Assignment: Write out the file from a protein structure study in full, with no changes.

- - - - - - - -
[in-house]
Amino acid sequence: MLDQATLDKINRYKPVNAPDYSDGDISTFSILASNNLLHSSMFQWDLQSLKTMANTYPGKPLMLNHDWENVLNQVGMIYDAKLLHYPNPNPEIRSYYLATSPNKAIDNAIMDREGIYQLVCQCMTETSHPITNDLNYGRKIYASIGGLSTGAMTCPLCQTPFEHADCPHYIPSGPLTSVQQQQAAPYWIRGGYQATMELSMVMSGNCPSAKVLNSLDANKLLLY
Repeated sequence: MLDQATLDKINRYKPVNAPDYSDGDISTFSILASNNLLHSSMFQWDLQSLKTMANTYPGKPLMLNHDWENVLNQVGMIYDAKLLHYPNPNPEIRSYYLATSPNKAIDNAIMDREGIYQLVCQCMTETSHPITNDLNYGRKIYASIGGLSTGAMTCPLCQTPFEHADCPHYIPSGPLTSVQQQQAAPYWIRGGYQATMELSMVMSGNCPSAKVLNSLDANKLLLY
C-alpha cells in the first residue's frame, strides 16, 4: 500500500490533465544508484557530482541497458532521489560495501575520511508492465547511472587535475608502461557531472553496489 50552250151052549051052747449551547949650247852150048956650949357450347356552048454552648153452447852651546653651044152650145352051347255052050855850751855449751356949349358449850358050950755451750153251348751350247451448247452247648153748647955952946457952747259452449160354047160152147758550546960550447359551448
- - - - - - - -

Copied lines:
[in-house]
Amino acid sequence: MLDQATLDKINRYKPVNAPDYSDGDISTFSILASNNLLHSSMFQWDLQSLKTMANTYPGKPLMLNHDWENVLNQVGMIYDAKLLHYPNPNPEIRSYYLATSPNKAIDNAIMDREGIYQLVCQCMTETSHPITNDLNYGRKIYASIGGLSTGAMTCPLCQTPFEHADCPHYIPSGPLTSVQQQQAAPYWIRGGYQATMELSMVMSGNCPSAKVLNSLDANKLLLY
Repeated sequence: MLDQATLDKINRYKPVNAPDYSDGDISTFSILASNNLLHSSMFQWDLQSLKTMANTYPGKPLMLNHDWENVLNQVGMIYDAKLLHYPNPNPEIRSYYLATSPNKAIDNAIMDREGIYQLVCQCMTETSHPITNDLNYGRKIYASIGGLSTGAMTCPLCQTPFEHADCPHYIPSGPLTSVQQQQAAPYWIRGGYQATMELSMVMSGNCPSAKVLNSLDANKLLLY
C-alpha cells in the first residue's frame, strides 16, 4: 500500500490533465544508484557530482541497458532521489560495501575520511508492465547511472587535475608502461557531472553496489 50552250151052549051052747449551547949650247852150048956650949357450347356552048454552648153452447852651546653651044152650145352051347255052050855850751855449751356949349358449850358050950755451750153251348751350247451448247452247648153748647955952946457952747259452449160354047160152147758550546960550447359551448